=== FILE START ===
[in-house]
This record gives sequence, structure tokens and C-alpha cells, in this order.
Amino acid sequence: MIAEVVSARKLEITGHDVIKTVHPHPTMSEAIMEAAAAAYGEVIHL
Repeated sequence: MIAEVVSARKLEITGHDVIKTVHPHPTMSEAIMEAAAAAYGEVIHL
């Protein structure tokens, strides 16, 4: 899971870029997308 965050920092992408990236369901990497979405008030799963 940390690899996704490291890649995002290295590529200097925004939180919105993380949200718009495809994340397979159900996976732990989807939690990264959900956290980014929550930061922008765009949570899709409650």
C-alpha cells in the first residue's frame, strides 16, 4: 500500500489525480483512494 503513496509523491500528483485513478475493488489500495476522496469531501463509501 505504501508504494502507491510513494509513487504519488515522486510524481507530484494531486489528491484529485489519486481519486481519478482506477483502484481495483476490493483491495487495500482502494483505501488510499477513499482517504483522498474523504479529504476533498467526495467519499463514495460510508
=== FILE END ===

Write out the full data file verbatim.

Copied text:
[in-house]
This record gives sequence, structure tokens and C-alpha cells, in this order.
Amino acid sequence: MIAEVVSARKLEITGHDVIKTVHPHPTMSEAIMEAAAAAYGEVIHL
Repeated sequence: MIAEVVSARKLEITGHDVIKTVHPHPTMSEAIMEAAAAAYGEVIHL
């Protein structure tokens, strides 16, 4: 899971870029997308 965050920092992408990236369901990497979405008030799963 940390690899996704490291890649995002290295590529200097925004939180919105993380949200718009495809994340397979159900996976732990989807939690990264959900956290980014929550930061922008765009949570899709409650």
C-alpha cells in the first residue's frame, strides 16, 4: 500500500489525480483512494 503513496509523491500528483485513478475493488489500495476522496469531501463509501 505504501508504494502507491510513494509513487504519488515522486510524481507530484494531486489528491484529485489519486481519486481519478482506477483502484481495483476490493483491495487495500482502494483505501488510499477513499482517504483522498474523504479529504476533498467526495467519499463514495460510508